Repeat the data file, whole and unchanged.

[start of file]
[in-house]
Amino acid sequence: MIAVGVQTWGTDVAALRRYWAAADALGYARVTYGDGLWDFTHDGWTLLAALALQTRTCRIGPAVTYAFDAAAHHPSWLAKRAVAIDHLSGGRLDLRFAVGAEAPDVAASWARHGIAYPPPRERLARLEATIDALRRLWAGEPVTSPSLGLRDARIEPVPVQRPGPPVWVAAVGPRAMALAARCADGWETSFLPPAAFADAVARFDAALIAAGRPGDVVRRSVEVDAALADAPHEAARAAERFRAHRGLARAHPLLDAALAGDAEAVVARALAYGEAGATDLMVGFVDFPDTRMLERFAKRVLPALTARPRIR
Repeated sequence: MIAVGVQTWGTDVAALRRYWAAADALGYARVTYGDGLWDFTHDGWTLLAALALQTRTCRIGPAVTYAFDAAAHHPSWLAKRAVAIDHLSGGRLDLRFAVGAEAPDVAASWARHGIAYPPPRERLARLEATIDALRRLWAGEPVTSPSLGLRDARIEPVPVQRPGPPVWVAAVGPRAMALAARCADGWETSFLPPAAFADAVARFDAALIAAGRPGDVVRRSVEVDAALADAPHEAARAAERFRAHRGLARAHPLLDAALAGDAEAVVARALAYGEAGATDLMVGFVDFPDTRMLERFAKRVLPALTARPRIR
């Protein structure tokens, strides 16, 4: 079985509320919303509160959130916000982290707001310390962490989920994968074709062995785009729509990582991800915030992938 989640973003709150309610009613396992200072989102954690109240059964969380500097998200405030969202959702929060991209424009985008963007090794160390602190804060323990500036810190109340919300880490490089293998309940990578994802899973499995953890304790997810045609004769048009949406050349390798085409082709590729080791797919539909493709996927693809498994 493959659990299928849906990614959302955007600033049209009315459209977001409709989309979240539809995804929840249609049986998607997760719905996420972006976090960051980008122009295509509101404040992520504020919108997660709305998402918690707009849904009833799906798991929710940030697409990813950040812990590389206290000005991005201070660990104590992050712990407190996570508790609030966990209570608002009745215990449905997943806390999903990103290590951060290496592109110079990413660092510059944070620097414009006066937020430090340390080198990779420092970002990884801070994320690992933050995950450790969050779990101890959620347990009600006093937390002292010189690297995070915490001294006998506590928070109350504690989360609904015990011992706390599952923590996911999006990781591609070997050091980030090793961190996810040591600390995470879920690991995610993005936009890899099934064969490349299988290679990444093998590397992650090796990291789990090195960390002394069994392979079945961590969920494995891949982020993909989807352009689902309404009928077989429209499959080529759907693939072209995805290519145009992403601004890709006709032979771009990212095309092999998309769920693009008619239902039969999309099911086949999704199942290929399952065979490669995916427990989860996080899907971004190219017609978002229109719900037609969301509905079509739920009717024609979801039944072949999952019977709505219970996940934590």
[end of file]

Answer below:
[in-house]
Amino acid sequence: MIAVGVQTWGTDVAALRRYWAAADALGYARVTYGDGLWDFTHDGWTLLAALALQTRTCRIGPAVTYAFDAAAHHPSWLAKRAVAIDHLSGGRLDLRFAVGAEAPDVAASWARHGIAYPPPRERLARLEATIDALRRLWAGEPVTSPSLGLRDARIEPVPVQRPGPPVWVAAVGPRAMALAARCADGWETSFLPPAAFADAVARFDAALIAAGRPGDVVRRSVEVDAALADAPHEAARAAERFRAHRGLARAHPLLDAALAGDAEAVVARALAYGEAGATDLMVGFVDFPDTRMLERFAKRVLPALTARPRIR
Repeated sequence: MIAVGVQTWGTDVAALRRYWAAADALGYARVTYGDGLWDFTHDGWTLLAALALQTRTCRIGPAVTYAFDAAAHHPSWLAKRAVAIDHLSGGRLDLRFAVGAEAPDVAASWARHGIAYPPPRERLARLEATIDALRRLWAGEPVTSPSLGLRDARIEPVPVQRPGPPVWVAAVGPRAMALAARCADGWETSFLPPAAFADAVARFDAALIAAGRPGDVVRRSVEVDAALADAPHEAARAAERFRAHRGLARAHPLLDAALAGDAEAVVARALAYGEAGATDLMVGFVDFPDTRMLERFAKRVLPALTARPRIR
């Protein structure tokens, strides 16, 4: 079985509320919303509160959130916000982290707001310390962490989920994968074709062995785009729509990582991800915030992938 989640973003709150309610009613396992200072989102954690109240059964969380500097998200405030969202959702929060991209424009985008963007090794160390602190804060323990500036810190109340919300880490490089293998309940990578994802899973499995953890304790997810045609004769048009949406050349390798085409082709590729080791797919539909493709996927693809498994 493959659990299928849906990614959302955007600033049209009315459209977001409709989309979240539809995804929840249609049986998607997760719905996420972006976090960051980008122009295509509101404040992520504020919108997660709305998402918690707009849904009833799906798991929710940030697409990813950040812990590389206290000005991005201070660990104590992050712990407190996570508790609030966990209570608002009745215990449905997943806390999903990103290590951060290496592109110079990413660092510059944070620097414009006066937020430090340390080198990779420092970002990884801070994320690992933050995950450790969050779990101890959620347990009600006093937390002292010189690297995070915490001294006998506590928070109350504690989360609904015990011992706390599952923590996911999006990781591609070997050091980030090793961190996810040591600390995470879920690991995610993005936009890899099934064969490349299988290679990444093998590397992650090796990291789990090195960390002394069994392979079945961590969920494995891949982020993909989807352009689902309404009928077989429209499959080529759907693939072209995805290519145009992403601004890709006709032979771009990212095309092999998309769920693009008619239902039969999309099911086949999704199942290929399952065979490669995916427990989860996080899907971004190219017609978002229109719900037609969301509905079509739920009717024609979801039944072949999952019977709505219970996940934590």